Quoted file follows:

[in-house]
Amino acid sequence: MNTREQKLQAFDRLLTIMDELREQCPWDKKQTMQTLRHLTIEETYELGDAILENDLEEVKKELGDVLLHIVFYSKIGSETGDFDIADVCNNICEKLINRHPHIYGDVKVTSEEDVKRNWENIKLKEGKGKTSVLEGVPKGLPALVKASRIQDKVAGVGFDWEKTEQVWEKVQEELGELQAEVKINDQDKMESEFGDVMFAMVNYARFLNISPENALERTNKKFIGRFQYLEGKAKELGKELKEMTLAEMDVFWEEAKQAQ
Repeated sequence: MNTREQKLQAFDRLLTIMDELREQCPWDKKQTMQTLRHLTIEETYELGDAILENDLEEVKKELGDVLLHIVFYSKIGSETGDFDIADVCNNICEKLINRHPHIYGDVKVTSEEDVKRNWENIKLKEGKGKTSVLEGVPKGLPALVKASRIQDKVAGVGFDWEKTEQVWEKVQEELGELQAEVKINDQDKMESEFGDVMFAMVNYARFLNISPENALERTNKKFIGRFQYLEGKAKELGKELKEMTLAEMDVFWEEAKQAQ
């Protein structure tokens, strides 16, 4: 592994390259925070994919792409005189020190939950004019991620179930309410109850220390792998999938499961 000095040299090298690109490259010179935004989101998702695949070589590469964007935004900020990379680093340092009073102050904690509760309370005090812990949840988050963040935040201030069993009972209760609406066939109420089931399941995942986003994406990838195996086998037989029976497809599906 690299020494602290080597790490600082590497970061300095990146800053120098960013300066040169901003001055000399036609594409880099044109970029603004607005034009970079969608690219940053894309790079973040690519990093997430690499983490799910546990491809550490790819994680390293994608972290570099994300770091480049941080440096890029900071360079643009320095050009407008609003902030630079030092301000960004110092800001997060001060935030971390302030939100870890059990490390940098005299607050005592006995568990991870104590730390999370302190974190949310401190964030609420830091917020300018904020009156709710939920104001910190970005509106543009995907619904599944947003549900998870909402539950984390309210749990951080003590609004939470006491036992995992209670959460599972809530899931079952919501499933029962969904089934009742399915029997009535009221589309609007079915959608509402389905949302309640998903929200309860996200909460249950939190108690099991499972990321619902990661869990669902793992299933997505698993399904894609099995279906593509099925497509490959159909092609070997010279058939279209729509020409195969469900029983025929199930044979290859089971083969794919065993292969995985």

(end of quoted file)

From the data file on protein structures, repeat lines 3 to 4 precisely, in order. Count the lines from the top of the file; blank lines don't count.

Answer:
Repeated sequence: MNTREQKLQAFDRLLTIMDELREQCPWDKKQTMQTLRHLTIEETYELGDAILENDLEEVKKELGDVLLHIVFYSKIGSETGDFDIADVCNNICEKLINRHPHIYGDVKVTSEEDVKRNWENIKLKEGKGKTSVLEGVPKGLPALVKASRIQDKVAGVGFDWEKTEQVWEKVQEELGELQAEVKINDQDKMESEFGDVMFAMVNYARFLNISPENALERTNKKFIGRFQYLEGKAKELGKELKEMTLAEMDVFWEEAKQAQ
């Protein structure tokens, strides 16, 4: 592994390259925070994919792409005189020190939950004019991620179930309410109850220390792998999938499961 000095040299090298690109490259010179935004989101998702695949070589590469964007935004900020990379680093340092009073102050904690509760309370005090812990949840988050963040935040201030069993009972209760609406066939109420089931399941995942986003994406990838195996086998037989029976497809599906 690299020494602290080597790490600082590497970061300095990146800053120098960013300066040169901003001055000399036609594409880099044109970029603004607005034009970079969608690219940053894309790079973040690519990093997430690499983490799910546990491809550490790819994680390293994608972290570099994300770091480049941080440096890029900071360079643009320095050009407008609003902030630079030092301000960004110092800001997060001060935030971390302030939100870890059990490390940098005299607050005592006995568990991870104590730390999370302190974190949310401190964030609420830091917020300018904020009156709710939920104001910190970005509106543009995907619904599944947003549900998870909402539950984390309210749990951080003590609004939470006491036992995992209670959460599972809530899931079952919501499933029962969904089934009742399915029997009535009221589309609007079915959608509402389905949302309640998903929200309860996200909460249950939190108690099991499972990321619902990661869990669902793992299933997505698993399904894609099995279906593509099925497509490959159909092609070997010279058939279209729509020409195969469900029983025929199930044979290859089971083969794919065993292969995985």